Stronger Together, More Than Ever: How Texas Community Colleges Are Securing The Future

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State Comptroller Glenn Hegar recently released a report outlining the huge impact Texas community colleges have on the state’s economy. Community colleges generate more than $820 million dollars in the South Texas region alone, and the rewards are much more than monetary, according to the report.

Texas Border Business

MCALLEN, TX (April 7, 2020) –April is Community College Month, and South Texas College is celebrating its successes while continuing to build an even brighter future. Though current events may be tumultuous, community colleges have sustained students and economies through tough times before. Now is the moment to appreciate what community colleges do best — ensuring economic vitality for everyone.

“Community colleges benefit their regions — and the state as a whole — by offering certificate programs and job training tailored to local workforce needs,” says Glenn Hegar, Texas Comptroller of Public Accounts. The Comptroller’s office recently published Texas’ Community Colleges Statewide Overview, highlighting the tremendous positive impact that two-year schools have on both students and the state.

The overview shows that community colleges generate more than $820 million dollars in the South Texas region alone, and the rewards are much more than monetary. In Fall 2017, a whopping 46 percent of the state’s higher education students enrolled in community colleges, more than any other type of higher learning institution. That’s about 700,000 community college students who found pathways to college degrees and skills to enter the workforce.

The high demand for community college education comes as no surprise to Keith Patridge, CEO and President of the McAllen Economic Development Corporation. He has been working with South Texas College since its inception to help create jobs and generate revenue for residents. He knows how crucial community colleges are for economic stability and growth.

“From our standpoint, community colleges are our key to the success of not just McAllen and our area, but to the whole state of Texas and the whole country,” says Patridge. “South Texas College has been one of the most important economic developments that has occurred in our community.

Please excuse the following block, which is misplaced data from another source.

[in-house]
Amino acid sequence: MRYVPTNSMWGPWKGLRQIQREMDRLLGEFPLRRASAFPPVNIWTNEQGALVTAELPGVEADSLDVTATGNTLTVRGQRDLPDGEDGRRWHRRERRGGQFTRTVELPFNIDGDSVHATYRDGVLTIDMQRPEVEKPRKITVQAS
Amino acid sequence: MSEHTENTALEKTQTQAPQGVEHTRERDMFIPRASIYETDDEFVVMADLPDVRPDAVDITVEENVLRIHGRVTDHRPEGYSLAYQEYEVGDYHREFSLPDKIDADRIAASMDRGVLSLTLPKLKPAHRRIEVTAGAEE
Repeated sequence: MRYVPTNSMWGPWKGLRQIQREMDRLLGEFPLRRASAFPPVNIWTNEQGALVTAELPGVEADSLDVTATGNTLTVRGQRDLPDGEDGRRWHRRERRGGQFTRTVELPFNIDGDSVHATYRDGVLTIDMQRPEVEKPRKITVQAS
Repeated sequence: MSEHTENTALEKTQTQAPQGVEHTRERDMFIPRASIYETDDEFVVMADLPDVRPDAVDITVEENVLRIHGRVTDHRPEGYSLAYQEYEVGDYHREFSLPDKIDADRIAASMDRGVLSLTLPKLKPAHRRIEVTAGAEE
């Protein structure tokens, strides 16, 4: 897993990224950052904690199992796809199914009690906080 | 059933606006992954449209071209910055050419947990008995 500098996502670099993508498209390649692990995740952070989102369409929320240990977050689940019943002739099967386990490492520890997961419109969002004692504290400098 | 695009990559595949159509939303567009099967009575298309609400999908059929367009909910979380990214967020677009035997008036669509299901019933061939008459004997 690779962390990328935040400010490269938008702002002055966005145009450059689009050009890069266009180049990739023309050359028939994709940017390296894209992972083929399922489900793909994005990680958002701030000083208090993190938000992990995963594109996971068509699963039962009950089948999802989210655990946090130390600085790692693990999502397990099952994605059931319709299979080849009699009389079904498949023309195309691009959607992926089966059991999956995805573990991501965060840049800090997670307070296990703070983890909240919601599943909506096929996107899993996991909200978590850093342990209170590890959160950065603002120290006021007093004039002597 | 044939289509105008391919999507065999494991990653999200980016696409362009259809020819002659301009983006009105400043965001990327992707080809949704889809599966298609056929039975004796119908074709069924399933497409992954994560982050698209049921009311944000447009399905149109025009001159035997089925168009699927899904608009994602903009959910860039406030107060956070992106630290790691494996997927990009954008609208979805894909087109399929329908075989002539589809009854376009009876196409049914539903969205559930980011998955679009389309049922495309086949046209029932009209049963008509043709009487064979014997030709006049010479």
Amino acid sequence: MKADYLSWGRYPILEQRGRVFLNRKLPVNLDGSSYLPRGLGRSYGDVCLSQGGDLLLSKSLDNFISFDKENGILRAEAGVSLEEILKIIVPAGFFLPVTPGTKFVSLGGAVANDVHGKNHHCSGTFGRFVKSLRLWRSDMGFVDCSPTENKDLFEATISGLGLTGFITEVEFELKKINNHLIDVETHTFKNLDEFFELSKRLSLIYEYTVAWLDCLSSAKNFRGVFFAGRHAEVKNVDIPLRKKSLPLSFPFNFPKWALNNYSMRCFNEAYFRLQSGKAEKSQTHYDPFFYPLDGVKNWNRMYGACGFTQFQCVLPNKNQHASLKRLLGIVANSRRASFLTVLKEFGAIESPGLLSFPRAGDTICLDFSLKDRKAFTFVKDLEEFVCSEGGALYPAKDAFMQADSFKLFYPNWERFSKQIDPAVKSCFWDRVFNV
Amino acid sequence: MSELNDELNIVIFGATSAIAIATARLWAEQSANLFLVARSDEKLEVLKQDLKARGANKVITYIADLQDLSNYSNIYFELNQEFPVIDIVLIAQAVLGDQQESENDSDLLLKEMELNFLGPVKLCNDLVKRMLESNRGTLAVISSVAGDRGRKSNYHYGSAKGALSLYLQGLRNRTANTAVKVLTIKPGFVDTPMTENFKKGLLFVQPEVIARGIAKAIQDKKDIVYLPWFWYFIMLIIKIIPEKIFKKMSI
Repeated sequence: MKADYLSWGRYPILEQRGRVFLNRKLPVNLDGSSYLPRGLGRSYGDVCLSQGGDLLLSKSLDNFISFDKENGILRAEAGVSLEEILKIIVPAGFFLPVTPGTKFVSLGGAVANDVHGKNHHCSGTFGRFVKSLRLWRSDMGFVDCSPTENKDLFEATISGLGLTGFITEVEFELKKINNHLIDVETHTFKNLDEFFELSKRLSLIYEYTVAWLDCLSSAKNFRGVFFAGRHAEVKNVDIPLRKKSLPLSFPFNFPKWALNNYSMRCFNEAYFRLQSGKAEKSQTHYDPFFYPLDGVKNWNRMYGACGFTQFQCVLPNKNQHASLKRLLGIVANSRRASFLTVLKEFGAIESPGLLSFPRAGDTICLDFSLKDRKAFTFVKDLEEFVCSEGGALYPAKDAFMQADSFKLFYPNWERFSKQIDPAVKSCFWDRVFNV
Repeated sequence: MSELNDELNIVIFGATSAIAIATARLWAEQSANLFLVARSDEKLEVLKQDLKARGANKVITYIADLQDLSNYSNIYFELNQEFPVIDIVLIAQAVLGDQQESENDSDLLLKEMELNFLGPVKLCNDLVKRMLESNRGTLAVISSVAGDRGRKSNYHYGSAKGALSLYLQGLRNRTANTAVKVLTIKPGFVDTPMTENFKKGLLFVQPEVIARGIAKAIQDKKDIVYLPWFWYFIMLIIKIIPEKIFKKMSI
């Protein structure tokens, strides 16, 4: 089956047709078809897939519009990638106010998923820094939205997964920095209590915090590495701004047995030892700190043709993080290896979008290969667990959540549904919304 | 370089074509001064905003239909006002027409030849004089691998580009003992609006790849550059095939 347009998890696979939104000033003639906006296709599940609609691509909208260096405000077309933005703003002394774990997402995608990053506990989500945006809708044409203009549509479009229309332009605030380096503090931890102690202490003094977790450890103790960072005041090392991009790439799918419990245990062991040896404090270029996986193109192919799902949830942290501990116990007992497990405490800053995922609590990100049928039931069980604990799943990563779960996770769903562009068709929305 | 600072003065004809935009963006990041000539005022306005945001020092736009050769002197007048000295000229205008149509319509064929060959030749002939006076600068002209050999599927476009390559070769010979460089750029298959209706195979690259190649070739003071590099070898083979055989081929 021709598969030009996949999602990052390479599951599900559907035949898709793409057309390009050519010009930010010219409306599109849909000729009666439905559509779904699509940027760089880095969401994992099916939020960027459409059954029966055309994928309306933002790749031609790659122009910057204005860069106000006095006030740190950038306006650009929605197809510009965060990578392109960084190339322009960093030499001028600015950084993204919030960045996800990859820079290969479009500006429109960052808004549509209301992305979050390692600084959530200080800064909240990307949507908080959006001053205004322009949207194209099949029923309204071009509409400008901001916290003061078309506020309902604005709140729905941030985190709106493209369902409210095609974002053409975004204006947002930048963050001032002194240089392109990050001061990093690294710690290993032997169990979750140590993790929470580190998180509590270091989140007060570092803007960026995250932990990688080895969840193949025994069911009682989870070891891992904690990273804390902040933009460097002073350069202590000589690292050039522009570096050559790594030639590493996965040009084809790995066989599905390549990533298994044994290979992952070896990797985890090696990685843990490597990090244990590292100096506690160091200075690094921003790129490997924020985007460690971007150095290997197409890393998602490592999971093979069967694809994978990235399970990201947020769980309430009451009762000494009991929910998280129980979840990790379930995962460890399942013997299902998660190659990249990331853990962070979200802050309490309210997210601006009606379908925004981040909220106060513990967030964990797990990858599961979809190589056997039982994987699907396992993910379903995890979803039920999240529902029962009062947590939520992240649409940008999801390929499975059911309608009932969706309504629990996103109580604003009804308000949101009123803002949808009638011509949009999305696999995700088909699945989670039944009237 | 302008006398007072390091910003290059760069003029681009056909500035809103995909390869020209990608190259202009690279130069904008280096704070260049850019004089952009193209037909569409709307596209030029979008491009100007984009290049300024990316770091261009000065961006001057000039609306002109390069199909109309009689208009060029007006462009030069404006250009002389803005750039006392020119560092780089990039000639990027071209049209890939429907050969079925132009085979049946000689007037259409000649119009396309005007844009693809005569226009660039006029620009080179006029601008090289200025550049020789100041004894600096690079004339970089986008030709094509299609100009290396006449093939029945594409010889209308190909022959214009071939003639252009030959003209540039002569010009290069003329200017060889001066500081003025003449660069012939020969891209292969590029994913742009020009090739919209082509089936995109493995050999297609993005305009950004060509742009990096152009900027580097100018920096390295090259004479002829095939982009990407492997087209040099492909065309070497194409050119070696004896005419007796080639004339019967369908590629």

“It’s really been the engine that has driven a lot of growth that we’ve had.”

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According to Patridge, the key to developing the McAllen economy in the first place was encouraging companies to move into the area. Now, those companies are looking to their local community colleges to build their workforce through professional development opportunities.

For instance, South Texas College partnered with the McAllen Economic Development Corporation 15 years ago to develop training for customer care centers, which continues to attract new call centers and jobs to the area. Not only do students learn skills that are applicable across industries, but their employers also provide flexible working hours and tuition reimbursement to encourage their employees to continue their education.

“Everybody wins,” Patridge concludes about the partnership, which provides direct access to careers paying starting wages of up to $60,000 per year. “This has allowed literally thousands of our kids to not only develop the skills they need, but also to get an education without going into debt.”